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After years of piecemeal acquisitions of business intelligence (BI) applications, whether through individual departments purchasing tools on their own for the sake of expediency or through mergers and acquisitions, organizations find themselves with more than they need.
It's a situation many would like to change. And while BI vendors are rushing to proclaim themselves the true BI platform provider, making that transition is not an easy task.
According to a recent survey by the Seattle-based Data Warehousing Institute (TDWI), organizations average 3.2 BI tools from different vendors and 13 BI tools altogether. They average almost three online analytical processing (OLAP) and production reporting tools, two dashboard/scorecard and query/reporting tools, and 1.5 data mining and planning/modeling tools.
"There's a real interest in moving toward a standard BI environment and replacing this hodgepodge of tools," said Wayne Eckerson, TDWI's director of research and author of the study. "Companies have decentralized a lot of decisions, plus BI is not a one-tool solution. There are many users and applications, but companies are trying to standardize on one tool."
According to the TDWI survey, 66% of organizations contacted said they were undertaking an initiative to standardize on enterprise BI, 17% said they had already done it and another 17% said they had no plans to.
It is an undertaking easier said then done. For one thing, organizations need to move toward IT centralization as a whole.
"If your organization is not moving to centralize, you're swimming upstream," Eckerson said.
Additionally, there are the inevitable political pressures that emerge within a company. People who have been using their own BI tool for an extended period of time do not want to change, even if a new application might work better.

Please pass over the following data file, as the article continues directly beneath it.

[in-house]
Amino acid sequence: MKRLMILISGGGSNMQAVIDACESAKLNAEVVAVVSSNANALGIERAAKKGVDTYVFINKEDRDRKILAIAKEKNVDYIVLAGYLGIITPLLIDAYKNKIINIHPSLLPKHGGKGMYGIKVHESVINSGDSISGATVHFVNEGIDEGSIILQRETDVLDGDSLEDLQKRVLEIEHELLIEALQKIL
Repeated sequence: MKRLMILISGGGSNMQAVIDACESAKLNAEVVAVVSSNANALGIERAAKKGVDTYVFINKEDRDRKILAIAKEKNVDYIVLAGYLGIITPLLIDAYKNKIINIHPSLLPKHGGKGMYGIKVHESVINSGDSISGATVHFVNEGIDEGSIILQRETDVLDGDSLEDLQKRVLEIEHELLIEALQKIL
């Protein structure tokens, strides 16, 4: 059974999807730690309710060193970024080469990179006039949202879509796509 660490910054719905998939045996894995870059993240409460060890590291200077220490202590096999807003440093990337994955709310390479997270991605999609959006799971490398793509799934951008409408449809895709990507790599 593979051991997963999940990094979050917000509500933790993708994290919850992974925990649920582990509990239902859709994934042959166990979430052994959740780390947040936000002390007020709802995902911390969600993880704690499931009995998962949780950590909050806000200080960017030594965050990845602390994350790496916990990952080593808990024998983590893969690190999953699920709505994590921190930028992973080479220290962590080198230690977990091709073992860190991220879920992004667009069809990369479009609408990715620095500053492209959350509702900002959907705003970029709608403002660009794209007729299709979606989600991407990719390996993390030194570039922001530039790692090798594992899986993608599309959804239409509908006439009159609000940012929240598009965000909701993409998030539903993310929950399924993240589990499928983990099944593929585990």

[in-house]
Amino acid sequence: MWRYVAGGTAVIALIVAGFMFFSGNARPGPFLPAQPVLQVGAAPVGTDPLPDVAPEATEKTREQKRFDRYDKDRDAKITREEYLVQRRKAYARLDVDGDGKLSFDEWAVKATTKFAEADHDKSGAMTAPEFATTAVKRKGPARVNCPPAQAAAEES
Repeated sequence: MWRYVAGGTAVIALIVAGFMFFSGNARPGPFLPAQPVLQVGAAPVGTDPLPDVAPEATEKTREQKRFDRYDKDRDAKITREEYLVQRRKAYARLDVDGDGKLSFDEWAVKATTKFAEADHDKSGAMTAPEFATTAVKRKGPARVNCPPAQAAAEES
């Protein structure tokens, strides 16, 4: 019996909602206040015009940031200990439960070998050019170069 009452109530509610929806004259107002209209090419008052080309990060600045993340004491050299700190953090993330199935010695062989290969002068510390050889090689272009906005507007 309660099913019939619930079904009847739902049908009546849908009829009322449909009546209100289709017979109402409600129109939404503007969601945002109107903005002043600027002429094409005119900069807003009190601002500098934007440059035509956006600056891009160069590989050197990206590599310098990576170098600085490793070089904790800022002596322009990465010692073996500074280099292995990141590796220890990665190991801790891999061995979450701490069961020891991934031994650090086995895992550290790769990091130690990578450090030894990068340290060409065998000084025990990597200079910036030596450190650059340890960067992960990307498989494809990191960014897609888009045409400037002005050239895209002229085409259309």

Then there is the not insignificant matter of cost. New licenses, maintenance fees, training costs and new developers can make BI consolidation a painful experience.
"A lot of companies are adopting a go-slow approach," Eckerson said. "The best way is to enforce a standard for all new development and grandfather everything outstanding."
That means leaving existing tools in place without forcing departments to convert immediately to a new BI platform. Pressure can still be exerted, whether it's withdrawing support or not upgrading to the newer versions, Eckerson said. Eventually, software products reach an end.
The BI vendors have tried to accommodate this need by building on a standard architecture.
"They've finally found out what users need and want," Eckerson said. "The leading guys have rearchitected, so they all run on a [services oriented architecture]-based platform. They're developing BI platforms and not tools. It's a good fit."
While the open source movement is starting to make inroads into the BI market, it's still just a trickle, he added. Instead, enterprise application vendors are offering BI within their software packages, like with Germany's SAP AG's inclusion of BW for free and with Microsoft adding BI and extract transform and load tools.
But before any consolidation is done with front-end reporting tools, TDWI recommends that firms get their back office in order first.
"If you haven't fixed your back end, your BI tools won't have any impact," Eckerson said. "Do the hard stuff first, that consistent view of the business. Unless you have that it's pointless to do anything else. One mistake we see is some companies think BI is all about purchasing the BI tool and they're done. The tool is just the tip of the iceberg. It's a top-to-bottom process starting with your data. There is no one tool that meets all your user information requirements."